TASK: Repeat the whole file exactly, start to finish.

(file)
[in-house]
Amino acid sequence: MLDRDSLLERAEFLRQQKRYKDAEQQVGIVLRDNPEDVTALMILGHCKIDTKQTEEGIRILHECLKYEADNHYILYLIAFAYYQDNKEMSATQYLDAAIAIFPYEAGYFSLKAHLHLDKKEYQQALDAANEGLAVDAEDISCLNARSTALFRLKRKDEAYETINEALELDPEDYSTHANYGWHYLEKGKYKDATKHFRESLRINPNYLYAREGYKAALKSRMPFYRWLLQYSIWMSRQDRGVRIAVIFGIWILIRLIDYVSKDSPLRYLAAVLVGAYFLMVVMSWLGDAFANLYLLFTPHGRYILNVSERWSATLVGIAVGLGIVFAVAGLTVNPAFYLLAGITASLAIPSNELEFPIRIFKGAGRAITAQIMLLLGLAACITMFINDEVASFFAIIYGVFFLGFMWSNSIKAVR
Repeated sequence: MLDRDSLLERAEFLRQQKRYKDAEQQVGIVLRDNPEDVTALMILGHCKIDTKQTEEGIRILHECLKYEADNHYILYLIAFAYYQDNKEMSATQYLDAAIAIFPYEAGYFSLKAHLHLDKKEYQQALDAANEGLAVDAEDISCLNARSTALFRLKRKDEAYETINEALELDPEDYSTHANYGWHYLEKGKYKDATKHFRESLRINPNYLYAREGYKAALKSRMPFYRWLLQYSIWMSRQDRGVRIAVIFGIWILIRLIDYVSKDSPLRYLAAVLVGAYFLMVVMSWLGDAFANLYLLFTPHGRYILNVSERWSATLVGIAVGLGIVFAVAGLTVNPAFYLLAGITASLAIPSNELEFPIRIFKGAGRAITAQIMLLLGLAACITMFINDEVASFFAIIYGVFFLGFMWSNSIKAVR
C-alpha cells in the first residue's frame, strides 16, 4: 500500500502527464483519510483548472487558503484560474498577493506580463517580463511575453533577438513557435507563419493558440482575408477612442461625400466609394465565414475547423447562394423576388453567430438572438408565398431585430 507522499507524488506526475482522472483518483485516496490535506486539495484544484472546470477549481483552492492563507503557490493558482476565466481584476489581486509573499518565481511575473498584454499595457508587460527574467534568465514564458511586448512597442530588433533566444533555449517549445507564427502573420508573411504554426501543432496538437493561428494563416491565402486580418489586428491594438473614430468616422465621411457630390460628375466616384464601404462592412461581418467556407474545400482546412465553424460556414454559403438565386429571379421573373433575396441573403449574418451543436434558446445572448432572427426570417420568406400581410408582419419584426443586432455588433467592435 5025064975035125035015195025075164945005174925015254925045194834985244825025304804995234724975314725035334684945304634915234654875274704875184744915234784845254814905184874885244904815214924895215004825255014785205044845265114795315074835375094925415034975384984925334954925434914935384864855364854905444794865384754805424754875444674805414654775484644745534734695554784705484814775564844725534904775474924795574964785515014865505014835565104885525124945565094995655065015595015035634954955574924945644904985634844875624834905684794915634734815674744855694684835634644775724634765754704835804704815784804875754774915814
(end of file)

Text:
[in-house]
Amino acid sequence: MLDRDSLLERAEFLRQQKRYKDAEQQVGIVLRDNPEDVTALMILGHCKIDTKQTEEGIRILHECLKYEADNHYILYLIAFAYYQDNKEMSATQYLDAAIAIFPYEAGYFSLKAHLHLDKKEYQQALDAANEGLAVDAEDISCLNARSTALFRLKRKDEAYETINEALELDPEDYSTHANYGWHYLEKGKYKDATKHFRESLRINPNYLYAREGYKAALKSRMPFYRWLLQYSIWMSRQDRGVRIAVIFGIWILIRLIDYVSKDSPLRYLAAVLVGAYFLMVVMSWLGDAFANLYLLFTPHGRYILNVSERWSATLVGIAVGLGIVFAVAGLTVNPAFYLLAGITASLAIPSNELEFPIRIFKGAGRAITAQIMLLLGLAACITMFINDEVASFFAIIYGVFFLGFMWSNSIKAVR
Repeated sequence: MLDRDSLLERAEFLRQQKRYKDAEQQVGIVLRDNPEDVTALMILGHCKIDTKQTEEGIRILHECLKYEADNHYILYLIAFAYYQDNKEMSATQYLDAAIAIFPYEAGYFSLKAHLHLDKKEYQQALDAANEGLAVDAEDISCLNARSTALFRLKRKDEAYETINEALELDPEDYSTHANYGWHYLEKGKYKDATKHFRESLRINPNYLYAREGYKAALKSRMPFYRWLLQYSIWMSRQDRGVRIAVIFGIWILIRLIDYVSKDSPLRYLAAVLVGAYFLMVVMSWLGDAFANLYLLFTPHGRYILNVSERWSATLVGIAVGLGIVFAVAGLTVNPAFYLLAGITASLAIPSNELEFPIRIFKGAGRAITAQIMLLLGLAACITMFINDEVASFFAIIYGVFFLGFMWSNSIKAVR
C-alpha cells in the first residue's frame, strides 16, 4: 500500500502527464483519510483548472487558503484560474498577493506580463517580463511575453533577438513557435507563419493558440482575408477612442461625400466609394465565414475547423447562394423576388453567430438572438408565398431585430 507522499507524488506526475482522472483518483485516496490535506486539495484544484472546470477549481483552492492563507503557490493558482476565466481584476489581486509573499518565481511575473498584454499595457508587460527574467534568465514564458511586448512597442530588433533566444533555449517549445507564427502573420508573411504554426501543432496538437493561428494563416491565402486580418489586428491594438473614430468616422465621411457630390460628375466616384464601404462592412461581418467556407474545400482546412465553424460556414454559403438565386429571379421573373433575396441573403449574418451543436434558446445572448432572427426570417420568406400581410408582419419584426443586432455588433467592435 5025064975035125035015195025075164945005174925015254925045194834985244825025304804995234724975314725035334684945304634915234654875274704875184744915234784845254814905184874885244904815214924895215004825255014785205044845265114795315074835375094925415034975384984925334954925434914935384864855364854905444794865384754805424754875444674805414654775484644745534734695554784705484814775564844725534904775474924795574964785515014865505014835565104885525124945565094995655065015595015035634954955574924945644904985634844875624834905684794915634734815674744855694684835634644775724634765754704835804704815784804875754774915814